Beijing vows to continue easing Korean tensions
Updated: 2013-04-25 02:41
By Zhou Wa in Beijing and Chen Weihua in Washington (China Daily)
Beijing supports Seoul's and Pyongyang's improving ties and will work with Seoul to push for an easing of tensions on the Korean Peninsula, Premier Li Keqiang told the Republic of Korea's visiting foreign minister on Wednesday.
China has always been committed to the denuclearization, peace and stability on the Korean Peninsula, and strongly opposes all contrary actions, Li said while meeting with Yun Byung-se.
Premier Li Keqiang greets South Korean Foreign Minister Yun Byung-se in Beijing on Wednesday, as they vowed to maintain regional stability. Photo by Sheng Jiapeng / For China Daily
Yun told Li that the ROK appreciates the efforts China has made to maintain peace and stability and realize denuclearization on the peninsula.
ROK President Park Geun-hye and the new government attach great importance to the country's ties with China and would like to further promote exchanges and boost common development, Yun said.
After weeks of harsh rhetoric from the Democratic People's Republic of Korea, quiet diplomacy is taking shape regarding the country and its nuclear and ballistic-missile ambitions.
Coinciding with Yun's visit to China, Wu Dawei, the special representative of the Chinese government on Korean Peninsula affairs, visited Washington for an exchange of ideas on the DPRK issue with US officials.
On the same day, US Deputy Secretary of State William Burns was in Japan to discuss the DPRK issue.
Beijing and other parties' mediation efforts will create opportunities for resumption of the Six-Party Talks, which have been suspended since 2009, but this will take time, observers said.
Through diplomatic exchanges, Beijing has played an active role to draw all parties back to the Six-Party Talks, said Huang Youfu, a professor on Korean studies at the Minzu University of China.
"When the US-ROK joint military drill ends later this month, Pyongyang will temporarily have no excuse to continue its strong words, so there will be more room for diplomatic talks, and the possibility of communication will increase", he said.
Charles Armstrong, director of Columbia University's Center for Korean Research, said that Wu's visit "is clearly intended to mediate between North Korea and the US. There has been a lot of tough talks on both sides, but dialogue is the only realistic way forward."
Armstrong believes there's a strong likelihood the Six-Party Talks will resume, possibly by summer, but it's unlikely that it could happen immediately, after such a heated period of confrontation.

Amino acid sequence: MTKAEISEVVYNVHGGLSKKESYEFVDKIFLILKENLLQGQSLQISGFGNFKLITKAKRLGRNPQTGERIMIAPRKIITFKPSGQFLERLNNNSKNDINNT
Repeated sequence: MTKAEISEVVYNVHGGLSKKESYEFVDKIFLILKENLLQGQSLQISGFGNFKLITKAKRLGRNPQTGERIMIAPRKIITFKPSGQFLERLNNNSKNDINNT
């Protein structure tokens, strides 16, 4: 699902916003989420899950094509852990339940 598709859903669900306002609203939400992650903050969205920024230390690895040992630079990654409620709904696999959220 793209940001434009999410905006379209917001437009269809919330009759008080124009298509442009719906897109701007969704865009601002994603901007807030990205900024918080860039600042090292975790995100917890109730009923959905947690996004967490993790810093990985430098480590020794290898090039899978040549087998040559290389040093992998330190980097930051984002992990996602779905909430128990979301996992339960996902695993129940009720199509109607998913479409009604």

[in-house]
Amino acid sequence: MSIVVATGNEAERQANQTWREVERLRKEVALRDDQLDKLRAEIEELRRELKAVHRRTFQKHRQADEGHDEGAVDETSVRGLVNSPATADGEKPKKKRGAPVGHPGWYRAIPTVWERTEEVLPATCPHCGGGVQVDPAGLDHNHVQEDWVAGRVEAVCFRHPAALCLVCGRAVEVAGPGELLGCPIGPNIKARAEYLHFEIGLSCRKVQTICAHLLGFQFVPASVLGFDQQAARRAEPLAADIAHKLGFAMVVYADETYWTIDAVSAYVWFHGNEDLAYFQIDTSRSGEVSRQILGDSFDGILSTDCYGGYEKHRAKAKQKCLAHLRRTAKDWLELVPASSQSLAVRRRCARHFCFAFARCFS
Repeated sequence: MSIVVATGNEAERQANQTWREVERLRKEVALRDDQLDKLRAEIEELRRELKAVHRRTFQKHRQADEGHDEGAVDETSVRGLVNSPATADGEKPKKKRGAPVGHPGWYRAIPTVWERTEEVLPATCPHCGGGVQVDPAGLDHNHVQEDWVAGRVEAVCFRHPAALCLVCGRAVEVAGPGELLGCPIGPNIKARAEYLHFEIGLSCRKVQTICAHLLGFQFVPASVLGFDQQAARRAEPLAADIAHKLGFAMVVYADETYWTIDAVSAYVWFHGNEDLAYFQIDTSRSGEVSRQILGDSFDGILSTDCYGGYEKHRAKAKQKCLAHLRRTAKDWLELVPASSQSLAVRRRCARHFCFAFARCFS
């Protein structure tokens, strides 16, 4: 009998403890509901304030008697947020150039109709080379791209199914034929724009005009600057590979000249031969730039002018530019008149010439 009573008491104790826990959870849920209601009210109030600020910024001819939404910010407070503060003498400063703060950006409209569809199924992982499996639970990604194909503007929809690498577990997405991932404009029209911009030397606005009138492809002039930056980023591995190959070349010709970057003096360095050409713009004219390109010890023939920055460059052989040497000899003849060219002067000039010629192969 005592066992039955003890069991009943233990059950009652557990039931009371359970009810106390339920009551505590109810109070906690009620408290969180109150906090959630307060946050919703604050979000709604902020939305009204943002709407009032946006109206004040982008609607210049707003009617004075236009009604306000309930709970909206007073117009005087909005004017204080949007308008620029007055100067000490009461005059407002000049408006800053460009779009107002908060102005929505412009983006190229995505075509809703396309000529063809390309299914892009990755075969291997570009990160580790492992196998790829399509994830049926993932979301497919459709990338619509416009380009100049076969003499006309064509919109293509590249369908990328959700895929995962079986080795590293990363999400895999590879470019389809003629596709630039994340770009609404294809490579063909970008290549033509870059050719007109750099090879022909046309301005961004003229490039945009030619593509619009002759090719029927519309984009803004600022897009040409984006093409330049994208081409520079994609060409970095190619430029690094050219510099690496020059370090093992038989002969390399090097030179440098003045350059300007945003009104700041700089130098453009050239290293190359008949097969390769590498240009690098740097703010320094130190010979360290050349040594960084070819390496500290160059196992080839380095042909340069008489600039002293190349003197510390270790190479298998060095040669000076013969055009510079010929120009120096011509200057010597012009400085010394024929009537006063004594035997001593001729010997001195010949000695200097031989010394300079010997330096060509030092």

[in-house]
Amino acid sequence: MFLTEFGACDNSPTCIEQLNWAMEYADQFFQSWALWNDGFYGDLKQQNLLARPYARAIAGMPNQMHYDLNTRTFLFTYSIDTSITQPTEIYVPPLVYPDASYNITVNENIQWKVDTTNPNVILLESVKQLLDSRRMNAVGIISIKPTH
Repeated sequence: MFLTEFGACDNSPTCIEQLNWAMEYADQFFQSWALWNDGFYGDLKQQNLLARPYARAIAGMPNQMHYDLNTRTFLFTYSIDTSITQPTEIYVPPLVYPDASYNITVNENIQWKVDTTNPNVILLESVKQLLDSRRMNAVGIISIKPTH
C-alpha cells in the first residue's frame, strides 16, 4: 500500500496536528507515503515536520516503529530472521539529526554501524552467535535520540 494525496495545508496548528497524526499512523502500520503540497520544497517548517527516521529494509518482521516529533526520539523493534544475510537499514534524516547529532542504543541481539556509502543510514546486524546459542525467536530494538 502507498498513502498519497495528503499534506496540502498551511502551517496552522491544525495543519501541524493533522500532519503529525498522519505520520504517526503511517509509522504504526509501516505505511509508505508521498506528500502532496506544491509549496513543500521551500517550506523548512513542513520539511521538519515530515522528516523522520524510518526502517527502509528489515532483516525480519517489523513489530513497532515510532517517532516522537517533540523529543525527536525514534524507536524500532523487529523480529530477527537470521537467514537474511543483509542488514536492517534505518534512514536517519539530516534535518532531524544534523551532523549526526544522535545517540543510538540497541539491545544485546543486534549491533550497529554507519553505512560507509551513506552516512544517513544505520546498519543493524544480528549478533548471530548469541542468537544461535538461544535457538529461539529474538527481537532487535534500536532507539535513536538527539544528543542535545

Shi Yuanhua, director of the Center for Korean Studies under the Institute of International Studies of Fudan University in Shanghai, said Pyongyang and Washington were likely to resume bilateral communication because both sides have the will to do so.
"But the negotiations between Washington and Pyongyang could be very difficult because neither side will give up its initial stance", he added.
Meanwhile, Scott Snyder, a senior fellow in Korean studies at the Council on Foreign Relations, called for more communication on DPRK issues between China and the US.
"We have a very difficult issue on our hands that has only gotten worse. Many people in Washington have expectations that cooperation with China is necessary to manage and solve the current problems, but I think in Beijing there are expectations that the US must take a proactive stance to manage and solve the current problems.
"Probably both sides will have to work more closely together in order to solve these problems," Snyder said.
Quake response hailed
Representing the ROK government, Yun also expressed deep condolences over China's casualties and losses brought by the earthquake in Lushan, Sichuan province.
He spoke highly of the Chinese government's outstanding leadership during the earthquake relief work and offered $1 million to China on behalf of the ROK government.
Li expressed gratitude for the condolences and help from the ROK and again showed appreciation for international support and aid for earthquake relief and reconstruction.
Zhang Yunbi in Beijing contributed to this story.